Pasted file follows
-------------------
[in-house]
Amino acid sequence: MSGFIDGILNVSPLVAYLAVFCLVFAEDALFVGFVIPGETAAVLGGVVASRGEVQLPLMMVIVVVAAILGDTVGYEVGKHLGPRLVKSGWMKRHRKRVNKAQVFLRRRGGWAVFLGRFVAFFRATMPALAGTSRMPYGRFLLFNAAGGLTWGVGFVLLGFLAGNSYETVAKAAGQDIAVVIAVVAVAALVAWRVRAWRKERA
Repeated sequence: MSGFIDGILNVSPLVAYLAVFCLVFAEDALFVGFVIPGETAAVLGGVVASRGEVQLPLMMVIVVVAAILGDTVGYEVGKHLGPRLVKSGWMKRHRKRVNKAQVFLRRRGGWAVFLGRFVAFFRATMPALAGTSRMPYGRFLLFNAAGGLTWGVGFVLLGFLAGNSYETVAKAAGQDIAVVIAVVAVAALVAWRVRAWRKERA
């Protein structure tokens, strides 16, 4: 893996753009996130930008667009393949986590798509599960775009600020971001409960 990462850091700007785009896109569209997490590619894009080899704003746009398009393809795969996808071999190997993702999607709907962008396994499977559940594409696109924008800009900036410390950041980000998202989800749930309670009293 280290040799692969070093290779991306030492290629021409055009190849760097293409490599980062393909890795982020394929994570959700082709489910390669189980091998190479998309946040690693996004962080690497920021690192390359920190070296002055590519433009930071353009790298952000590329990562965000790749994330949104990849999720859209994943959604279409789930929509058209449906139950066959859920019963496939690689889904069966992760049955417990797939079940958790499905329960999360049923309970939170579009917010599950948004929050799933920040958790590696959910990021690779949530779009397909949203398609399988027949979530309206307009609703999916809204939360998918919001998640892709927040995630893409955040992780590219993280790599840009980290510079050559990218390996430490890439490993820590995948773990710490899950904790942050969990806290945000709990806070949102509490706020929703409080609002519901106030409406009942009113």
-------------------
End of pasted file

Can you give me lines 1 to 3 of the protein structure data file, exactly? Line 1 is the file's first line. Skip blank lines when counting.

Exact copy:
[in-house]
Amino acid sequence: MSGFIDGILNVSPLVAYLAVFCLVFAEDALFVGFVIPGETAAVLGGVVASRGEVQLPLMMVIVVVAAILGDTVGYEVGKHLGPRLVKSGWMKRHRKRVNKAQVFLRRRGGWAVFLGRFVAFFRATMPALAGTSRMPYGRFLLFNAAGGLTWGVGFVLLGFLAGNSYETVAKAAGQDIAVVIAVVAVAALVAWRVRAWRKERA
Repeated sequence: MSGFIDGILNVSPLVAYLAVFCLVFAEDALFVGFVIPGETAAVLGGVVASRGEVQLPLMMVIVVVAAILGDTVGYEVGKHLGPRLVKSGWMKRHRKRVNKAQVFLRRRGGWAVFLGRFVAFFRATMPALAGTSRMPYGRFLLFNAAGGLTWGVGFVLLGFLAGNSYETVAKAAGQDIAVVIAVVAVAALVAWRVRAWRKERA